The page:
In the valley south of Juniper, Devil’s Water runs north east towards Corbridge where it joins the Tyne. Hall Burn that gently flows down from Dukesfield to join Devil’s Water once turned mighty waterwheels which powered a lead ore smelt mill. On a bright spring afternoon when everywhere is bright fresh green and dappled light, it is hard to imagine this as the setting for such industry. Operational from the late 17th century until 1835, it was one of the largest smelt mills in the country. The Dukesfield Arches are all that remain:
Walk a half mile up the hill adjacent to the burn and you reach Dukesfield Hall parts of which date from the seventeenth century when it was the smelt mill agent’s house. A bothy opposite the main hall once stabled the packhorses which brought lead ore to the site from across the north Pennines. The drovers slept in the loft above the stables.
The bothy loft above the stables probably offered less than salubrious accommodation for the drovers but much has changed over the centuries. The Grade 2 listed Dukesfield Hall is now a thriving farm and Bed & Breakfast offering “Charming en-suite rooms, guest lounge with a log fire and a friendly atmosphere”. Your average drover would be astonished.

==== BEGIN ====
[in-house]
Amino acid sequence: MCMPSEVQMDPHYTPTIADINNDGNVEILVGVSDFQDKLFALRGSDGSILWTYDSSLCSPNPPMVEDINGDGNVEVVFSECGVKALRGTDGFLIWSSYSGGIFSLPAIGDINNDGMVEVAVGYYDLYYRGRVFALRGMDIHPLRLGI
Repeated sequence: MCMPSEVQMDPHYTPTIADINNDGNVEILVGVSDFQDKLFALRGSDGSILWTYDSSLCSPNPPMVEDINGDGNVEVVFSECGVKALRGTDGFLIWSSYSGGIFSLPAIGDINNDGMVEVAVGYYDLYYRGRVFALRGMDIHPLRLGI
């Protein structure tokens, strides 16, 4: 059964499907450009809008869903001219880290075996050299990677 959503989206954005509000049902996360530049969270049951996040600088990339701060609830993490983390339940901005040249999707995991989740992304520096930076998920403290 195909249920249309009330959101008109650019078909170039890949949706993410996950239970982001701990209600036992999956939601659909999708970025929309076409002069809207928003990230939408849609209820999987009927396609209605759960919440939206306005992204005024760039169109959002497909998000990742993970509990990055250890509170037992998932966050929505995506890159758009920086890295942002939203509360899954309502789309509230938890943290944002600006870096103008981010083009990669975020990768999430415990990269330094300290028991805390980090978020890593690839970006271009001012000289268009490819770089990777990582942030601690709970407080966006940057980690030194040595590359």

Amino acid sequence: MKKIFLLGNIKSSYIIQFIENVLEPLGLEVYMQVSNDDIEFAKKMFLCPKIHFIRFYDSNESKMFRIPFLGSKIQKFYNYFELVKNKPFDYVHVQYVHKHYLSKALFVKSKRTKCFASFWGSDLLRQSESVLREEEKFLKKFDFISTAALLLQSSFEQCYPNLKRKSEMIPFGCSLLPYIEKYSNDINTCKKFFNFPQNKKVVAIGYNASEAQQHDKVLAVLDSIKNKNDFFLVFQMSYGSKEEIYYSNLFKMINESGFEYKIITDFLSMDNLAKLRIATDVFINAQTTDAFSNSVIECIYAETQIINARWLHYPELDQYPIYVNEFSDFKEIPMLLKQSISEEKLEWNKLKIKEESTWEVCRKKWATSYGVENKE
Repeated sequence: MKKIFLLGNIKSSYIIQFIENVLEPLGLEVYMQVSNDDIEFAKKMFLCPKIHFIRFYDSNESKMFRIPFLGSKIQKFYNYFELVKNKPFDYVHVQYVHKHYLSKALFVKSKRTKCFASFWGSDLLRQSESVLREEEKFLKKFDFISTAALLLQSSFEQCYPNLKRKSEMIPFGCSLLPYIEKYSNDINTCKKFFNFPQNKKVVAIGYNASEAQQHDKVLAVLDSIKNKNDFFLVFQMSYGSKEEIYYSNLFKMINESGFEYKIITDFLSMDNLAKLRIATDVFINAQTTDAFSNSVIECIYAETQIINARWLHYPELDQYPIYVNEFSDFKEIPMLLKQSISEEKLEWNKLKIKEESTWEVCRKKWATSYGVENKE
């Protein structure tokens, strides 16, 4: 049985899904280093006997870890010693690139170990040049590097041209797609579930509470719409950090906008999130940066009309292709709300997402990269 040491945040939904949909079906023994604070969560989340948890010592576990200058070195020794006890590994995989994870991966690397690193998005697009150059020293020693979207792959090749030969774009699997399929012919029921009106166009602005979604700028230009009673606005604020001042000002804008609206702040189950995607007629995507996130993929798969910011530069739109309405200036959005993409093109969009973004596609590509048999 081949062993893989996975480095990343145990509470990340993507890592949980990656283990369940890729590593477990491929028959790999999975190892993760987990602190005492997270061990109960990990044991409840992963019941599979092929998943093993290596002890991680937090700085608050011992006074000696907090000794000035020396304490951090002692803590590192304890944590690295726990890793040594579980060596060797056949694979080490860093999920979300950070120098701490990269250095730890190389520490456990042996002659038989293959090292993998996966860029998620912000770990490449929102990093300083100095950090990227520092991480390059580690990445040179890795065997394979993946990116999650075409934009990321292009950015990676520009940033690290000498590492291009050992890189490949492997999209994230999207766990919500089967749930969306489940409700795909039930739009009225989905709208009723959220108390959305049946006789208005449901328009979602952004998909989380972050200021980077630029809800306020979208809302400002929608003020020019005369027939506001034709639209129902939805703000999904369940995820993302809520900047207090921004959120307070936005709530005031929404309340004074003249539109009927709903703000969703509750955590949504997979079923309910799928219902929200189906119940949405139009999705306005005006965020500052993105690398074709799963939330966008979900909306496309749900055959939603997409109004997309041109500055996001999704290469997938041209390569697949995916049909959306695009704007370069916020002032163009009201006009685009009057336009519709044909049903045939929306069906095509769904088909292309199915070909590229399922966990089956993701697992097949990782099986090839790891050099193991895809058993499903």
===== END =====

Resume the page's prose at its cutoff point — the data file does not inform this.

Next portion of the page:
The last image is from Middle Dukesfield some 400 yards to the east.
Much of the information for this post was gleaned from the excellent leaflet “Dukesfield Arches & Devil’s Water” produced by Friends of the North Pennines.
Finally, that barn roof looks broken to me 🙂
(click on the images to enlarge).
In another attempt to dust off the cobwebs and stretch the trousers we embarked on a walk around Juniper on New Year’s Day; it was a dull morning threatening yet more rain across the Shire. Juniper is a delightful, rural hamlet which achieved some local notoriety in 2010; this article appeared in the the Hexham Courant on 1st April of that year:
A Hexhamshire hamlet is changing its name in order to cash in on the millions of a sixties superstar. The tiny community of Juniper will in future be known as Jennifer Juniper, following a request from hippy hero Donovan. Cash-strapped Northumberland County Council is understood to have agreed to the name change in return for a £5 million donation to council coffers. The denim-decked singer made a fortune in the 1960s from songs like Catch the wind, Universal Soldier, Mellow Yellow and Sunshine Superman, but his personal favourite was always Jennifer Juniper. He took a tour of Tynedale whilst staying at Slaley Hall and fell in love with the quaint hamlet of Juniper. He spotted a dappled mare grazing in a field and just wanted to be part of the place. Villagers have reported being offered large wads of cash for their properties but no-one was prepared to move out of the close-knit community. A consultation exercise on the name change is being carried out by the county council, but comments had to be in by noon yesterday.
It was a quiet morning, just one horse and rider struggling up the steep bridle path from Devil’s Water and in the woods, evidence of avian tragedy:
(click on images to enlarge)